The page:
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Thursday, April 30, 2009

The poetry, and wisdom, of Seamus Heaney

Seamus Heaney, the greatest living English-language poet, turned 70 this week.

The Irish, of course, take their poets more seriously than most -- and they take their Nobel laureates, of whom Heaney is the fourth, very seriously indeed. Monday, then, was quite a day for the Derry-born farmer's son now known to literary Dublin's sharp-tongued gossips as "famous Seamus."

Famous he surely is. In the United Kingdom last year, two-thirds of all books sold by a living poet were by Heaney -- and this despite the fact that he once protested his inclusion in "The Penguin Book of English Verse" with these tart lines: "Be advised, my passport's green / No glass of ours was ever raised / To toast the Queen." No wonder that on a recent visit to The Times, Irish President Mary McAleese recited one of Heaney's poems from memory.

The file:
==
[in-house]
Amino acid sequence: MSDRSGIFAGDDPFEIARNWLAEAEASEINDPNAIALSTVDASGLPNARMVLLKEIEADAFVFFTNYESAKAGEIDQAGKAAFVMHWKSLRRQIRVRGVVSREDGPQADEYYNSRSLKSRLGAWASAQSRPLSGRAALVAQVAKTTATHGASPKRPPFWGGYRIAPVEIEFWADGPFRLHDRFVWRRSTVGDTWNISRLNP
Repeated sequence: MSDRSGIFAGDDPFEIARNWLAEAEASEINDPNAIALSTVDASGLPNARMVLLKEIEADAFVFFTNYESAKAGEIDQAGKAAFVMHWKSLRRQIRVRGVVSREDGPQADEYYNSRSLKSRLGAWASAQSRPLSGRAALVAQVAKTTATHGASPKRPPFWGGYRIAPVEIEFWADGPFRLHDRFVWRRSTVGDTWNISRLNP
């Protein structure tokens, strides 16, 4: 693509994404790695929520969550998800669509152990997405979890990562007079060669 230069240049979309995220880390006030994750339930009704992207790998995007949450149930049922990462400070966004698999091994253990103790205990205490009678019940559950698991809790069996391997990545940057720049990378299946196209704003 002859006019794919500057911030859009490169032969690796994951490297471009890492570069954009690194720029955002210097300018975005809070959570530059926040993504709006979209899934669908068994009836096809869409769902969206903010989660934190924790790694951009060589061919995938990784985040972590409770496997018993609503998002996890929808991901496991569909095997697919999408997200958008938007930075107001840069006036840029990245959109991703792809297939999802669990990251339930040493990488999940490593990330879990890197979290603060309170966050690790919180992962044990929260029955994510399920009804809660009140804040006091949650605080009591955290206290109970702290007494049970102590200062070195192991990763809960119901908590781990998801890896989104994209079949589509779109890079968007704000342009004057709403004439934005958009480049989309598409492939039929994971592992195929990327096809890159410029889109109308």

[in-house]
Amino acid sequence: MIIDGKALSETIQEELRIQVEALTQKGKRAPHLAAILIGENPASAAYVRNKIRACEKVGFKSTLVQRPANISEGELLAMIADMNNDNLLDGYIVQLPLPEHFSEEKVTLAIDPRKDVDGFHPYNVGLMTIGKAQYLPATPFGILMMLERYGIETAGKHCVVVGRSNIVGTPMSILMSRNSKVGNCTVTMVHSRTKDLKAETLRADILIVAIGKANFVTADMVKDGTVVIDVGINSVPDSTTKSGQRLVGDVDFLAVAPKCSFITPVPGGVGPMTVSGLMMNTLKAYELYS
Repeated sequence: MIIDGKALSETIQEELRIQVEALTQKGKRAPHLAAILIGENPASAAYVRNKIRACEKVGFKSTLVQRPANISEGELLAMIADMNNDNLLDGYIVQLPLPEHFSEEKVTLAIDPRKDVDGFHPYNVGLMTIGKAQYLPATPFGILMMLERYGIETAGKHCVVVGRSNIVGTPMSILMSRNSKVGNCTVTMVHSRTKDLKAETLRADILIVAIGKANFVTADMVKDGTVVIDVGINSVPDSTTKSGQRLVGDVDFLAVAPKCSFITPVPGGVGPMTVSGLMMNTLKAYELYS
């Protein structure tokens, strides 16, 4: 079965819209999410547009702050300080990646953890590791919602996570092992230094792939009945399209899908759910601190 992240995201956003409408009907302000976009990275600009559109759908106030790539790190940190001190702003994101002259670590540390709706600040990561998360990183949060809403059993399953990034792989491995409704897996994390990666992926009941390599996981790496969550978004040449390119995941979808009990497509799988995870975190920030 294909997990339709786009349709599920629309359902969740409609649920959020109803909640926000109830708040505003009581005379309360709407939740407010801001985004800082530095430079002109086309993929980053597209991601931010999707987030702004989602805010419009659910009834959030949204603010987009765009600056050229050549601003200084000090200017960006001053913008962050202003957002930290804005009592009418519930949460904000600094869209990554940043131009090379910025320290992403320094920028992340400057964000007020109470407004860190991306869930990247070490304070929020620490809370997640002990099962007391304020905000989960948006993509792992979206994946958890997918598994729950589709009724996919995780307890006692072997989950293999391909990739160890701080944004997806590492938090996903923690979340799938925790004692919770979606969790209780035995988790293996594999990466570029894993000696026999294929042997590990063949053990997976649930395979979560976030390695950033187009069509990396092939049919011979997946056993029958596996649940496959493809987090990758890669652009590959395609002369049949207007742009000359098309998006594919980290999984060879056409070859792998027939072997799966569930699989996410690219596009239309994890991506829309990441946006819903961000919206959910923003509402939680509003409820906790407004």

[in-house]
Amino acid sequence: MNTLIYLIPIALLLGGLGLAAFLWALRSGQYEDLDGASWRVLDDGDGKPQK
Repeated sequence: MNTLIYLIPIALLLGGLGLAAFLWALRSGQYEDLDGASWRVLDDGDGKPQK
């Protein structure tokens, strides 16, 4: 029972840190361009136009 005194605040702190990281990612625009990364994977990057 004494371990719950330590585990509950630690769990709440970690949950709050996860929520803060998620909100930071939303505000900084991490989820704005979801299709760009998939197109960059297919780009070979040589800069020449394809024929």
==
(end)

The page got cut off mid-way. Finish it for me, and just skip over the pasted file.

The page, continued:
Ireland commemorated his birthday with an exhibit of art inspired by his work, with newly written string quartets and a symphony based on his poems, and with a nationally televised documentary on his life and writings. More than 400 invited guests listened to the poet deliver a birthday address, which was broadcast live over one of the national radio stations, and, afterward, there followed more than 12 continuous hours of Heaney in recorded readings of his collected poems.


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